Author Topic: Sources of Fresh water  (Read 4441 times)

engineer

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Sources of Fresh water
« on: February 11, 2010, 10:39:40 AM »
The quantity of water required for a community depends upon:

1.Forecasted population
2.Types and variation in demand (e.g. seasonal variation)
3.Maximum demand (Per day/Per month)
4.Fire demand
5.Rural demand and supplies
6.Appropriate / Available technology
Main sources of water are

■Surface water sources: Lakes impounding reservoirs, streams, seas, irrigation canals
■Ground water sources: Springs, wells, infiltration wells
Above are the common sources of clean drinking water, other different sources of drinking water are

Merits of surface sources
Merits of ground water sources
1.Being underground, the ground water supply has less chance of being contaminated by atmospheric pollution.
2.The water quality is good and better than surface source.
3.Prevention of water through evaporation is ensured and thus loss of water is reduced.
4.Ground water supply is available and can even be maintained in deserted areas.
5.The land above ground water source can be used for other purposes and has less environmental impacts.
Demerits of ground water source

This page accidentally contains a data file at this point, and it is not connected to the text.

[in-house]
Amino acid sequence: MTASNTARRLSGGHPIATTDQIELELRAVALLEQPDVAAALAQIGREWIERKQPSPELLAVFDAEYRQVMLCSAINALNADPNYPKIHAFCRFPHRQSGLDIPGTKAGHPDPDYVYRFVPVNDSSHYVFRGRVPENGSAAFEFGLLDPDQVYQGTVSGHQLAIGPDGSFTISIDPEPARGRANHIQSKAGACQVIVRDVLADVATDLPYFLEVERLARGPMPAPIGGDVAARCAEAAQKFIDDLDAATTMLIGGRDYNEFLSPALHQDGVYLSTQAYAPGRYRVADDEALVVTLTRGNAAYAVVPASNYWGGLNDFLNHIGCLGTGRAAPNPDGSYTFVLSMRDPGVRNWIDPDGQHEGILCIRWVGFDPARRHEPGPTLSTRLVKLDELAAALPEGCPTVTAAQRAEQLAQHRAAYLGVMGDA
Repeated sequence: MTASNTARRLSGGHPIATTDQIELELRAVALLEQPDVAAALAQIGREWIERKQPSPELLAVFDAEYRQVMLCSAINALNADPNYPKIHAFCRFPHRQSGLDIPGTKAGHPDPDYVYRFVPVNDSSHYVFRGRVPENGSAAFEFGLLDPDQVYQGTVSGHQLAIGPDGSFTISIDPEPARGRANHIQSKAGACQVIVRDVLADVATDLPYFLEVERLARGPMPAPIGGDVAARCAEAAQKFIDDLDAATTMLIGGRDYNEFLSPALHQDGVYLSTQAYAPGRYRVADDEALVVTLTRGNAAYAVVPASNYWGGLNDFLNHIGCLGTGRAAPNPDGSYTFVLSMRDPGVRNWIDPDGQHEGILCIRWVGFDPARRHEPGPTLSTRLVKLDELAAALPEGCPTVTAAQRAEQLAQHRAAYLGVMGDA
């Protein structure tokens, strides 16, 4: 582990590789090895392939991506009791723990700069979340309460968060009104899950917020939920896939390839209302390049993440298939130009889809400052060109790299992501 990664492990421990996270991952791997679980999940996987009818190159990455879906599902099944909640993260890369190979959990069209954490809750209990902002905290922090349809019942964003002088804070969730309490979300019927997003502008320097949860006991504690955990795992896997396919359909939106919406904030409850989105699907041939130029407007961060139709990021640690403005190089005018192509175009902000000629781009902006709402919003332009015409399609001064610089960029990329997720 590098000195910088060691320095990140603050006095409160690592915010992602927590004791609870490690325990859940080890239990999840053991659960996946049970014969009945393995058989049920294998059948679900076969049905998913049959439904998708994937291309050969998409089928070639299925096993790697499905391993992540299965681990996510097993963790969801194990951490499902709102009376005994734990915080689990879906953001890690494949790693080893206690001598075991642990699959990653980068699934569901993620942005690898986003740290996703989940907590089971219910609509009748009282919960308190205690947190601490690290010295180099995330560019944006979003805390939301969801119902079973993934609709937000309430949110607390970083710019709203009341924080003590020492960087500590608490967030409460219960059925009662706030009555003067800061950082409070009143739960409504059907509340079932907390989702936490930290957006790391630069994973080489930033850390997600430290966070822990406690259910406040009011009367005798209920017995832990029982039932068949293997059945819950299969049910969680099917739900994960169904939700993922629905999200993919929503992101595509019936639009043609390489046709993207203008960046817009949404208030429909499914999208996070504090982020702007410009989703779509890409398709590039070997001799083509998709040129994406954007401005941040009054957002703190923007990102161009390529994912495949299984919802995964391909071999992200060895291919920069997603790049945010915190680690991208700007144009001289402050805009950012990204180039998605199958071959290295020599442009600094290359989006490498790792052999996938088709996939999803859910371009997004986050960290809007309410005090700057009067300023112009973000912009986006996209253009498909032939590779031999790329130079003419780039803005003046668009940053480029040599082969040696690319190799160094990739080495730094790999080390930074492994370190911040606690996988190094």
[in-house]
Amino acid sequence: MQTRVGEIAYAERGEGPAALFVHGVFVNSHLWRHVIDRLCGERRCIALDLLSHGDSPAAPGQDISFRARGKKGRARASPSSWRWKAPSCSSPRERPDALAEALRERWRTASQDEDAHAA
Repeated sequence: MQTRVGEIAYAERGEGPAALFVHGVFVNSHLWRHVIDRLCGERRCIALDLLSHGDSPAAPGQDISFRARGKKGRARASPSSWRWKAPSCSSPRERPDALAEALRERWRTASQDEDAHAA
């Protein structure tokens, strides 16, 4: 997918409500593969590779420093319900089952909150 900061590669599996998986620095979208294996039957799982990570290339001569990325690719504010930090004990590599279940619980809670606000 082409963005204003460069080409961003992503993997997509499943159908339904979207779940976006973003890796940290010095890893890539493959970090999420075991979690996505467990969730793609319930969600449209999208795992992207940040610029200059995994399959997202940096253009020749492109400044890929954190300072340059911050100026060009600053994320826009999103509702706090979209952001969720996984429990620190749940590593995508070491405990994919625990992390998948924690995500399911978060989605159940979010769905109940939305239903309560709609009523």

1.The water obtained from ground water source is always pressure less. A mump is required to take the water out and is then again pumped for daily use.
2.The transport / transmission of ground water is a problem and an expensive work. The water has to be surfaced or underground conduits are required.
3.Boring and excavation for finding and using ground water is expensive work.
4.The modeling, analysis and calculation of ground water is less reliable and based on the past experience, thus posing high risk of uncertainty.

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Sources of Fresh water
« on: February 11, 2010, 10:39:40 AM »

engineer

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Re: Sources of Fresh water
« Reply #1 on: February 11, 2010, 10:39:57 AM »
Quantity of water:

The quantity of water available at the source must be sufficient to meet various demands and requirements of the design population during the entire design period. Plans should be made to bring water from other sources if the available water is insufficient.